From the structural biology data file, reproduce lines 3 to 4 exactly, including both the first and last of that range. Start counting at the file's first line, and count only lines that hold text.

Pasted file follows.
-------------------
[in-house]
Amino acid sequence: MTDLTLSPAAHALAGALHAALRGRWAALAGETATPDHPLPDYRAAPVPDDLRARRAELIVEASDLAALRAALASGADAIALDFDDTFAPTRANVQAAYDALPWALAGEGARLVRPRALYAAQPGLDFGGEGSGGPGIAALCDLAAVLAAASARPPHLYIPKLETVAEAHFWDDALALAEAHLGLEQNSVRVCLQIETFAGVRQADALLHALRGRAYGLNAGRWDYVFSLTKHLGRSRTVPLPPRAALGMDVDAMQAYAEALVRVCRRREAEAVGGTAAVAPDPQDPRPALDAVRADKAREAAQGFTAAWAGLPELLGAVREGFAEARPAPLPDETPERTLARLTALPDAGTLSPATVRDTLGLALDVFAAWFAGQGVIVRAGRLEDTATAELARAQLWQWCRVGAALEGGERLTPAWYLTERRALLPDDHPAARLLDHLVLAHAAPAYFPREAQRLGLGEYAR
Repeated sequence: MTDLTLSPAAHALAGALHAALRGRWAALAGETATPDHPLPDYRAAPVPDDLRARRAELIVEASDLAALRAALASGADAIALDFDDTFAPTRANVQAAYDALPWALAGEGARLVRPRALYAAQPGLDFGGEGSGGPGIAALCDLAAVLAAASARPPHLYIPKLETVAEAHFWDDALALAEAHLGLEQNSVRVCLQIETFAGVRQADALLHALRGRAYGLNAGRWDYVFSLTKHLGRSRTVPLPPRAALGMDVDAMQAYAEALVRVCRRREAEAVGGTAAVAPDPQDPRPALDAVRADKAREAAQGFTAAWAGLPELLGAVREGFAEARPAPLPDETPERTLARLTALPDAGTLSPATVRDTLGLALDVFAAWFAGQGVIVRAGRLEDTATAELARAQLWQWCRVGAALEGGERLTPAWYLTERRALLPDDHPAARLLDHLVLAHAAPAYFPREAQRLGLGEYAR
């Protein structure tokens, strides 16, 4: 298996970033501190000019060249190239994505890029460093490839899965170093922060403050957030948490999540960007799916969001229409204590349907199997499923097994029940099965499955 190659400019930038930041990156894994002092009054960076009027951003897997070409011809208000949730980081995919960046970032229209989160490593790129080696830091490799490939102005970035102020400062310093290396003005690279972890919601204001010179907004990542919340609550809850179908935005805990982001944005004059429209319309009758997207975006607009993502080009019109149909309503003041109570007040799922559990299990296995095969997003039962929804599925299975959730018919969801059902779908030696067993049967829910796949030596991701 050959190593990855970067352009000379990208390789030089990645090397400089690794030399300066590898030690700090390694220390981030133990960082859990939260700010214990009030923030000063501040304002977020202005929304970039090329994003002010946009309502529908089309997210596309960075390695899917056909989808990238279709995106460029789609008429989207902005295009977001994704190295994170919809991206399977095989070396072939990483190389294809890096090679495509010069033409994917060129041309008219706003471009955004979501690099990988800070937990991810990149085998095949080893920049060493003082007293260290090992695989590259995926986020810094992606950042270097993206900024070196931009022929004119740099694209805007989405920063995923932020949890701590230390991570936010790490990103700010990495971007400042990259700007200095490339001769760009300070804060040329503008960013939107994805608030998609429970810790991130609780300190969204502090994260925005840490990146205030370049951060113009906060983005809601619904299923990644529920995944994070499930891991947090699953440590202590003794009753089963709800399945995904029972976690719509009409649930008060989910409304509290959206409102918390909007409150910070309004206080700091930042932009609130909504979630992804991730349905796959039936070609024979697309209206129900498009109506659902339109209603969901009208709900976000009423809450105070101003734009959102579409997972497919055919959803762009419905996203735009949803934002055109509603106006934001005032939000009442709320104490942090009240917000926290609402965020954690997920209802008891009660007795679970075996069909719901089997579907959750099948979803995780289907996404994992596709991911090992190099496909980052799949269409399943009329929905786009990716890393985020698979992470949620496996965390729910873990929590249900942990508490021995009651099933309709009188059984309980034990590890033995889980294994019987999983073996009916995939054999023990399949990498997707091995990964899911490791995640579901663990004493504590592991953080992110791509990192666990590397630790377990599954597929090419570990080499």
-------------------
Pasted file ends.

Repeated sequence: MTDLTLSPAAHALAGALHAALRGRWAALAGETATPDHPLPDYRAAPVPDDLRARRAELIVEASDLAALRAALASGADAIALDFDDTFAPTRANVQAAYDALPWALAGEGARLVRPRALYAAQPGLDFGGEGSGGPGIAALCDLAAVLAAASARPPHLYIPKLETVAEAHFWDDALALAEAHLGLEQNSVRVCLQIETFAGVRQADALLHALRGRAYGLNAGRWDYVFSLTKHLGRSRTVPLPPRAALGMDVDAMQAYAEALVRVCRRREAEAVGGTAAVAPDPQDPRPALDAVRADKAREAAQGFTAAWAGLPELLGAVREGFAEARPAPLPDETPERTLARLTALPDAGTLSPATVRDTLGLALDVFAAWFAGQGVIVRAGRLEDTATAELARAQLWQWCRVGAALEGGERLTPAWYLTERRALLPDDHPAARLLDHLVLAHAAPAYFPREAQRLGLGEYAR
């Protein structure tokens, strides 16, 4: 298996970033501190000019060249190239994505890029460093490839899965170093922060403050957030948490999540960007799916969001229409204590349907199997499923097994029940099965499955 190659400019930038930041990156894994002092009054960076009027951003897997070409011809208000949730980081995919960046970032229209989160490593790129080696830091490799490939102005970035102020400062310093290396003005690279972890919601204001010179907004990542919340609550809850179908935005805990982001944005004059429209319309009758997207975006607009993502080009019109149909309503003041109570007040799922559990299990296995095969997003039962929804599925299975959730018919969801059902779908030696067993049967829910796949030596991701 050959190593990855970067352009000379990208390789030089990645090397400089690794030399300066590898030690700090390694220390981030133990960082859990939260700010214990009030923030000063501040304002977020202005929304970039090329994003002010946009309502529908089309997210596309960075390695899917056909989808990238279709995106460029789609008429989207902005295009977001994704190295994170919809991206399977095989070396072939990483190389294809890096090679495509010069033409994917060129041309008219706003471009955004979501690099990988800070937990991810990149085998095949080893920049060493003082007293260290090992695989590259995926986020810094992606950042270097993206900024070196931009022929004119740099694209805007989405920063995923932020949890701590230390991570936010790490990103700010990495971007400042990259700007200095490339001769760009300070804060040329503008960013939107994805608030998609429970810790991130609780300190969204502090994260925005840490990146205030370049951060113009906060983005809601619904299923990644529920995944994070499930891991947090699953440590202590003794009753089963709800399945995904029972976690719509009409649930008060989910409304509290959206409102918390909007409150910070309004206080700091930042932009609130909504979630992804991730349905796959039936070609024979697309209206129900498009109506659902339109209603969901009208709900976000009423809450105070101003734009959102579409997972497919055919959803762009419905996203735009949803934002055109509603106006934001005032939000009442709320104490942090009240917000926290609402965020954690997920209802008891009660007795679970075996069909719901089997579907959750099948979803995780289907996404994992596709991911090992190099496909980052799949269409399943009329929905786009990716890393985020698979992470949620496996965390729910873990929590249900942990508490021995009651099933309709009188059984309980034990590890033995889980294994019987999983073996009916995939054999023990399949990498997707091995990964899911490791995640579901663990004493504590592991953080992110791509990192666990590397630790377990599954597929090419570990080499």